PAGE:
When Senior Judge Frank M. Hull of the U.S. Court of Appeals for the Eleventh Circuit isn’t working long hours in her chambers, you can often find her working in her gardens. Hull with her husband, Atlanta architect, Tony Aeck, live on property that has been in Tony’s family since the 1930s. The property, bordering the Chattahoochee River, has been designated a Wildlife Sanctuary by the Atlanta Audubon Society. Features of the property include an amphitheater and a sculpture of an eagle that was originally commissioned by John Portman that hung outside the Fraternal Order of Eagles building in downtown Atlanta.
The crown jewel of Hull’s gardens is the three-tiered perennial garden adjacent to the house. The garden her husband designed with Atlanta landscape architect Bill Smith was a 50th birthday gift for Hull. There are no straight lines or 90-degree or 45-degree angles in nature, and that is evident in this garden. Another theme is texture—for variety, interest and contrast.
Hull has a thriving vegetable garden. She prefers to have her plants climb to utilize space. This year, she went to a raised bed system to help with drainage issues. Al Moore, an Atlanta attorney who is a neighbor, helps the judge tend the vegetable garden.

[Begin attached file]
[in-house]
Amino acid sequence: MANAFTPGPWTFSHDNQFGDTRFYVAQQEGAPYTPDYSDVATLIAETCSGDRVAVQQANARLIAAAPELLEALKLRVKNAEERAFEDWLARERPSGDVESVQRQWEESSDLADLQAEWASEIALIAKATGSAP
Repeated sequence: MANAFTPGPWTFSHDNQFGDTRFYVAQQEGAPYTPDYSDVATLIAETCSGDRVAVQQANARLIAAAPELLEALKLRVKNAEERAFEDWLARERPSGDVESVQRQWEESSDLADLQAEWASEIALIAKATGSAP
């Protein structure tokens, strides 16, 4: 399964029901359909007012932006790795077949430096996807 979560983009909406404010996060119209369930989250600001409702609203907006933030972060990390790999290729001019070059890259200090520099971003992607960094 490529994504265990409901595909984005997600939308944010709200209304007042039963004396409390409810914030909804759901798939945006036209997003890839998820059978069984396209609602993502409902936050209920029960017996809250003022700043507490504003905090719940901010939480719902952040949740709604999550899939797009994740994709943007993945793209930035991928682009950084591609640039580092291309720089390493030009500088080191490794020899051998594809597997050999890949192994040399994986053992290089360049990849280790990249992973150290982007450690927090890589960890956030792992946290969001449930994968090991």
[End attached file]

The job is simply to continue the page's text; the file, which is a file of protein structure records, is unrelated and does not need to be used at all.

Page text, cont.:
Her passion for gardening started when Hull purchased her first home in Midtown Atlanta in 1977. She buys her plants from nurseries all over Atlanta. She also is involved with the Georgia Native Plant Society.
While pulling weeds in her garden, Hull quipped that she would rather be buying garden supplies from Home Depot than going to the mall. “Gardening is the perfect hobby,” she said, “because it combines love of nature, exercise, being outside in the sunshine, creativity, getting away from computers, plus rewards from picking your own flowers and vegetables. Gardening is soothing and refreshing to the soul.”